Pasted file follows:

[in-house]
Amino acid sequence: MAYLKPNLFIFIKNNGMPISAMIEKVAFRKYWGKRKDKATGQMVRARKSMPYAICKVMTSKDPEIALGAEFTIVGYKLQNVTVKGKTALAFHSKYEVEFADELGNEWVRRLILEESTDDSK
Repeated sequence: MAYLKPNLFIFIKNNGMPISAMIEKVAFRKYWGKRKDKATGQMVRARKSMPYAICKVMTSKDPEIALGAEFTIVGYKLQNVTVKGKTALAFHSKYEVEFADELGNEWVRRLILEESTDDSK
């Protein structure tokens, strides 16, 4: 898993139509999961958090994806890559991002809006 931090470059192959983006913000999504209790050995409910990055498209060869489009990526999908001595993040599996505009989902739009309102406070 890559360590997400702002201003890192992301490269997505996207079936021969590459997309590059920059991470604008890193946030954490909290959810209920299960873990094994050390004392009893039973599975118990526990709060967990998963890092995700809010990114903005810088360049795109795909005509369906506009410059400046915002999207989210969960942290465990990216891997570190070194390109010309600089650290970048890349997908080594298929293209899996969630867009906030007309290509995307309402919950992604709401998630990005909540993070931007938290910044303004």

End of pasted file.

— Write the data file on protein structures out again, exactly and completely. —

[in-house]
Amino acid sequence: MAYLKPNLFIFIKNNGMPISAMIEKVAFRKYWGKRKDKATGQMVRARKSMPYAICKVMTSKDPEIALGAEFTIVGYKLQNVTVKGKTALAFHSKYEVEFADELGNEWVRRLILEESTDDSK
Repeated sequence: MAYLKPNLFIFIKNNGMPISAMIEKVAFRKYWGKRKDKATGQMVRARKSMPYAICKVMTSKDPEIALGAEFTIVGYKLQNVTVKGKTALAFHSKYEVEFADELGNEWVRRLILEESTDDSK
């Protein structure tokens, strides 16, 4: 898993139509999961958090994806890559991002809006 931090470059192959983006913000999504209790050995409910990055498209060869489009990526999908001595993040599996505009989902739009309102406070 890559360590997400702002201003890192992301490269997505996207079936021969590459997309590059920059991470604008890193946030954490909290959810209920299960873990094994050390004392009893039973599975118990526990709060967990998963890092995700809010990114903005810088360049795109795909005509369906506009410059400046915002999207989210969960942290465990990216891997570190070194390109010309600089650290970048890349997908080594298929293209899996969630867009906030007309290509995307309402919950992604709401998630990005909540993070931007938290910044303004």